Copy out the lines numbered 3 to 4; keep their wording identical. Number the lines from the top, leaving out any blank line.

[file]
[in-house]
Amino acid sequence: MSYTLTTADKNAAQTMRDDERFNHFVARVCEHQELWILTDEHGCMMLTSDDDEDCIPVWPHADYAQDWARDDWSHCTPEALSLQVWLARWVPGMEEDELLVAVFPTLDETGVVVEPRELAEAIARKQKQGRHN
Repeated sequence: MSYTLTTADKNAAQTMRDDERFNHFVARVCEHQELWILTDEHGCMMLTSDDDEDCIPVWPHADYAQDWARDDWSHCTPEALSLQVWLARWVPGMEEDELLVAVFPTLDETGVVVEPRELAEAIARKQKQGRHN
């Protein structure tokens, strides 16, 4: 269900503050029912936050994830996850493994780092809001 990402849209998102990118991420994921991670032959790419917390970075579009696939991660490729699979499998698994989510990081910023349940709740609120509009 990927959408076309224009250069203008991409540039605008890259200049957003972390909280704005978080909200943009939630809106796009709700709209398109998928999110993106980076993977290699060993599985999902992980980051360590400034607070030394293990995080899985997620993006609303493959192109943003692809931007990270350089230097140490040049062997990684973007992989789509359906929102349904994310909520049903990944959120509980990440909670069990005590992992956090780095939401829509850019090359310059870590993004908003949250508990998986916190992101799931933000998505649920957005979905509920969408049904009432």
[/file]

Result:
Repeated sequence: MSYTLTTADKNAAQTMRDDERFNHFVARVCEHQELWILTDEHGCMMLTSDDDEDCIPVWPHADYAQDWARDDWSHCTPEALSLQVWLARWVPGMEEDELLVAVFPTLDETGVVVEPRELAEAIARKQKQGRHN
């Protein structure tokens, strides 16, 4: 269900503050029912936050994830996850493994780092809001 990402849209998102990118991420994921991670032959790419917390970075579009696939991660490729699979499998698994989510990081910023349940709740609120509009 990927959408076309224009250069203008991409540039605008890259200049957003972390909280704005978080909200943009939630809106796009709700709209398109998928999110993106980076993977290699060993599985999902992980980051360590400034607070030394293990995080899985997620993006609303493959192109943003692809931007990270350089230097140490040049062997990684973007992989789509359906929102349904994310909520049903990944959120509980990440909670069990005590992992956090780095939401829509850019090359310059870590993004908003949250508990998986916190992101799931933000998505649920957005979905509920969408049904009432």